KINGSTON, Jamaica, June 28, (CMC) – Prime Minister, Andrew Holness, today, warned that transnational organised crime is stifling social and economic growth in the Caribbean.
“It is no secret that this region has seen the impact of transnational organised crime within our borders,” Holness told the closing ceremony of phase two of Exercise Tradewinds 2016, a multinational military event that involved the participation of over 1,000 military personnel in capacity-building, aimed at combating transnational organised crime.
He said transnational crime is corrosive “and it neither recognises state borders nor the strictures of law and regulation, which are widely subscribed to by nations that value freedoms and prosperity for all their people”.
Representatives from the United States and 17 partner countries participated in phase 2 of Exercise Tradewinds, a U.S. Southern Command-sponsored exercise, which has multinational military interacting in training that also promotes regional security cooperation.
Phase 2 of the exercise included both maritime and land events, which further enhanced opportunities for participating countries to improve their security and disaster assistance capabilities.
Chief of Defense Staff of the Jamaican Defense Force, Major General Antony Anderson, said the exercise was attended by at least 1,000 participants from 18 countries.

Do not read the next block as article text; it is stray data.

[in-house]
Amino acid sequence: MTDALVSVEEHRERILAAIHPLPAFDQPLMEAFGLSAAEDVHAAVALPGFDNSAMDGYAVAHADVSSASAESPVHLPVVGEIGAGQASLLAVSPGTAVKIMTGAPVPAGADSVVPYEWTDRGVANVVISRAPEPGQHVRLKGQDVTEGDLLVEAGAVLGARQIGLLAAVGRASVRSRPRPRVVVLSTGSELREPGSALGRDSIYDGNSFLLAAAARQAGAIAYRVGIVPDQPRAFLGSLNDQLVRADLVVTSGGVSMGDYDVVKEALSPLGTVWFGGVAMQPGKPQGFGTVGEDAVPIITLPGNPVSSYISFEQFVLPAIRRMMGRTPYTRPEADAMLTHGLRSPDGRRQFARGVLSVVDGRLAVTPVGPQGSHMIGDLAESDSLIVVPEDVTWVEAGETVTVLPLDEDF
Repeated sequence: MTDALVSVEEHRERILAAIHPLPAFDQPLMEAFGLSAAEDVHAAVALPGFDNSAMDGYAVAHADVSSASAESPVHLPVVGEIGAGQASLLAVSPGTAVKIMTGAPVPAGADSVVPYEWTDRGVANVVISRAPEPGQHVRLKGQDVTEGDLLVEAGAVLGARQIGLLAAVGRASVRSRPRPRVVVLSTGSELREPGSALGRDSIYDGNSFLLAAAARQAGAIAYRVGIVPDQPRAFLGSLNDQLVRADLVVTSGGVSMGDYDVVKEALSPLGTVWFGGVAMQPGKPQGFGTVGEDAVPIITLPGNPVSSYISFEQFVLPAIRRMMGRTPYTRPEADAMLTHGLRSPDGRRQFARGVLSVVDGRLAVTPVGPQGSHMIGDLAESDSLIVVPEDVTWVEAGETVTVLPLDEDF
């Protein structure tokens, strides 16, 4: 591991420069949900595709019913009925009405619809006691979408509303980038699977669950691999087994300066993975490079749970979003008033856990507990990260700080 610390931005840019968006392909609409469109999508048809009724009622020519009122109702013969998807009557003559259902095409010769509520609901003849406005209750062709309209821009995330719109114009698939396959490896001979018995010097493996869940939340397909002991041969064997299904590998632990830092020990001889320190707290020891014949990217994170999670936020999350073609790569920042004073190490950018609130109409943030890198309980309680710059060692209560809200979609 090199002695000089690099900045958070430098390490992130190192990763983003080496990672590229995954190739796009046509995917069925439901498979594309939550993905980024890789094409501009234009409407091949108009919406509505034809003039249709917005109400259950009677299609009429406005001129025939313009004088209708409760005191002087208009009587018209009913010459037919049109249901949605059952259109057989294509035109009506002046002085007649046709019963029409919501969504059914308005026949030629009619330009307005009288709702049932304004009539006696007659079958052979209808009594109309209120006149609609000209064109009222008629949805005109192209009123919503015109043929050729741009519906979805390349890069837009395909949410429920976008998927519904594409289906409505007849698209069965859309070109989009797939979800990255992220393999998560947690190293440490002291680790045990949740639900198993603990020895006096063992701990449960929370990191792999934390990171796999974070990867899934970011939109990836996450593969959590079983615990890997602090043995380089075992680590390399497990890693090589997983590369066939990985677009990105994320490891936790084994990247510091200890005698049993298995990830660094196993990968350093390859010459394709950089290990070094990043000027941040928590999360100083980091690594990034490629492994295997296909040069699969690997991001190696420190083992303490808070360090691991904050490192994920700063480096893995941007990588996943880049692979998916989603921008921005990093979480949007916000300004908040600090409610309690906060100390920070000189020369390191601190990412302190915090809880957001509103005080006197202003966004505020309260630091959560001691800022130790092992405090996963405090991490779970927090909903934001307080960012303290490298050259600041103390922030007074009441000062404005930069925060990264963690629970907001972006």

“It’s a great opportunity to [familiarize each other with the procedures of partner nations] who perhaps don’t work together that much, but also between cultures and languages, and how we make all of that work together, to ensure that we have a safer region,” he said.
He said the exercises were organised to ensure it was challenging enough to develop skills for soldiers at all levels.
The participating nations conducted numerous training events, which included internal security training, counter-illicit trafficking training, and dive and ship operations training.
“What’s most important, are the relationships that we build and develop, because they will determine how well we come together, when faced with a crisis or natural disaster,” said Col. David Carbonero, Deputy Chief of Staff for U.S. Marine Forces, South.
“Lasting partnerships of friendship and trust will enable us to combat and defeat transnational organized crime and provide security and stability for our region.”
Prime Minister Holness said that transnational crime “operates both outside and inside of legitimate institutions.
“But (for) Jamaica, the main impact of transnational organised crime is violence,” he added.
Holness futher said the event was effective in building partnerships among the 18 participating nations, promoting interoperability, enhancing regional information sharing, and improving maritime interdiction coordination.
“From what I have seen and from the reports that I have received, Tradewinds 2016 has been a success,” he said.
The Prime Minister extended gratitude to the participating states for demonstrating commitment to regional security by providing troops and materials for the exercise. He also thanked the US SOUTHCOM for its leadership to the region.
“We want to assure the partners here that Jamaica will continue to support the efforts that will serve the welfare and security of our citizens,” he said.
Tradewinds was conducted here, over the past eight days, throughout various locations around Jamaica, including Up Park Camp, Moneague Training Area and Montego Bay.